This post is going to be a limited one, partly out of modesty because my main competency is with self-proclaimed fiction and not apparent sociological research. Another reason this post is short is because the engaging and talented author of the book Scheherazade Goes West, Fatema Mernissi, more or less reasons to a standstill, not really claiming that there are not good and bad qualities to both East and West when it comes to women’s rights, but seeming almost to claim that the East still has some edge, which is not what most western women (and men too, for that matter) would expect to hear.
Her argument runs briefly like this: In the East, men control women through control of space but not through the intimidation of their intellects (which is clearly untrue now at least in the light of things which have happened since she wrote, such as the recent abduction of the schoolgirls in Chibok, Nigeria by the Boko Haram, which signifies control of both factors). Mernissi says that the traditional seclusion of women in an Eastern harem is such a control of space, as is the insistence that women go veiled in public, along with other laws and statutes pertaining mainly to women or to the public relations of men and women. She claims that the Eastern man perceives this as a necessity not because he does not regard women as his equals, but because he knows that a woman’s intellect is equal to his and has chosen other means of control.
Much of Mernissi’s argument concerns the different ways women are pictured in art, both East and West, and she mentions some surprising things: the East, which most Westerners believe traditionally prohibits pictures of living things en masse regardless of country, has in fact many portraits of active and assertive women who were queens or wives or both, dressed in hunting gear or clothed for other vigorous activity, whereas the female figures painted in harem situations by Western painters, even those who knew better, are seen as nude, passive and available merely. While this line of argument is certainly interesting and vital, it’s a question as to how much one can determine of a society’s traditions by looking mainly at art. Luckily, Mernissi hits many different notes in her concerted debate on the issues.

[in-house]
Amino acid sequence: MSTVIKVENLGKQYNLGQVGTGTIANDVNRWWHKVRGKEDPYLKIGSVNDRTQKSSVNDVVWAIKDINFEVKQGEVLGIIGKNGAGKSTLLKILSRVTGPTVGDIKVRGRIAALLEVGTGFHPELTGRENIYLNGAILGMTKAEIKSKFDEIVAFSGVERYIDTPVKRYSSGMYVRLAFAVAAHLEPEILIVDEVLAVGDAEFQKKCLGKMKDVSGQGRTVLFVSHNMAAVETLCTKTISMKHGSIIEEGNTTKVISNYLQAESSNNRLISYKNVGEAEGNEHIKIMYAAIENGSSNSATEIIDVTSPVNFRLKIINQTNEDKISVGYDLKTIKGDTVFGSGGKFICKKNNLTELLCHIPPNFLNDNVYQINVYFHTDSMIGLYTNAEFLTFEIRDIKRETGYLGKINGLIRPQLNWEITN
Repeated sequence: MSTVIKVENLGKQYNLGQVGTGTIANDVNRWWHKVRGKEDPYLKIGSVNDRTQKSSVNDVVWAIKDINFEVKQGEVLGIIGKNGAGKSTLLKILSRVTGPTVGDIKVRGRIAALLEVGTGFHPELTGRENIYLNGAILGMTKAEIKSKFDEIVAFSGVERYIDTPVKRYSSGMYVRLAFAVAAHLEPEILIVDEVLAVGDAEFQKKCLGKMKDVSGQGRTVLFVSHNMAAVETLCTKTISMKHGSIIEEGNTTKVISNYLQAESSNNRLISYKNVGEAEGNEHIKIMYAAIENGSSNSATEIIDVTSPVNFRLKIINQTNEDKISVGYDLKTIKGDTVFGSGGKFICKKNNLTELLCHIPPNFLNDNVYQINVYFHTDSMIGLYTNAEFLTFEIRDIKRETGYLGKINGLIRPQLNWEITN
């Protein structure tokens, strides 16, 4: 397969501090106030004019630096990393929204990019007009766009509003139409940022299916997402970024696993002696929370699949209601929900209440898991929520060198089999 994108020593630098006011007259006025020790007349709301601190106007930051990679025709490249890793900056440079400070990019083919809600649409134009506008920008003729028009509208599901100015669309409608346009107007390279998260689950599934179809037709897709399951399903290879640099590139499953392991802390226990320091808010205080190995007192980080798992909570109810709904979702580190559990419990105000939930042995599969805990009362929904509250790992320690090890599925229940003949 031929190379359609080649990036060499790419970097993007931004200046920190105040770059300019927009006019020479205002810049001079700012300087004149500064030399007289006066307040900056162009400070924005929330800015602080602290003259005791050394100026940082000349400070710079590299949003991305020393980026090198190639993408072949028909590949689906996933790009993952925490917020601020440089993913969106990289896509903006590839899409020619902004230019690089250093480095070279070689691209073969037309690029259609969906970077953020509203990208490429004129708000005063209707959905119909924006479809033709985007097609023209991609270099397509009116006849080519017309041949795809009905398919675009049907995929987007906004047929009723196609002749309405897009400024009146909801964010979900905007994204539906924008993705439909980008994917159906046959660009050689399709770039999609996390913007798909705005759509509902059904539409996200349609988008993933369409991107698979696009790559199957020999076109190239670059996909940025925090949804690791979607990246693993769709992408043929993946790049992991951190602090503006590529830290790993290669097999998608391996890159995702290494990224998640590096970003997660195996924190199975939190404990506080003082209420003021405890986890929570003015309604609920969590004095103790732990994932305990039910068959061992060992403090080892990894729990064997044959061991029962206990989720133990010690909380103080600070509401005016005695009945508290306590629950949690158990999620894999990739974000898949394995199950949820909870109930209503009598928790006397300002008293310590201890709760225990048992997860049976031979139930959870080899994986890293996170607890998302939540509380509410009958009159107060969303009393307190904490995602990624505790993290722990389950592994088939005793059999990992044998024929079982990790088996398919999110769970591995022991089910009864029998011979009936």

Mernissi, who was born in a harem, points to the long tradition of allowing women to cultivate their creative, intellectual, and cultural qualities within the harem’s walls which, though their talents were to be used to fascinate and entertain the male still, were nevertheless appreciated as necessary accompaniments to the sensual relationship. She finds that by contrast, men in the West prefer for women to at least act brainless and less accomplished than the male because they are threatened by women’s equality. The surprise ending of the book comes when she suddenly has an “epiphany” in the department store she goes to that Western men control women as well through the clothing and cosmetic industries and by insisting that the women diet crazily and look like young girls in their physical beings before they are allowed to take a role in public affairs. She points out that in the East, women have seamstresses make their clothes, and that sizes are rarely discussed (at least speaking of women of her high status, which factor in my opinion should be seen to throw a different light on some of her arguments).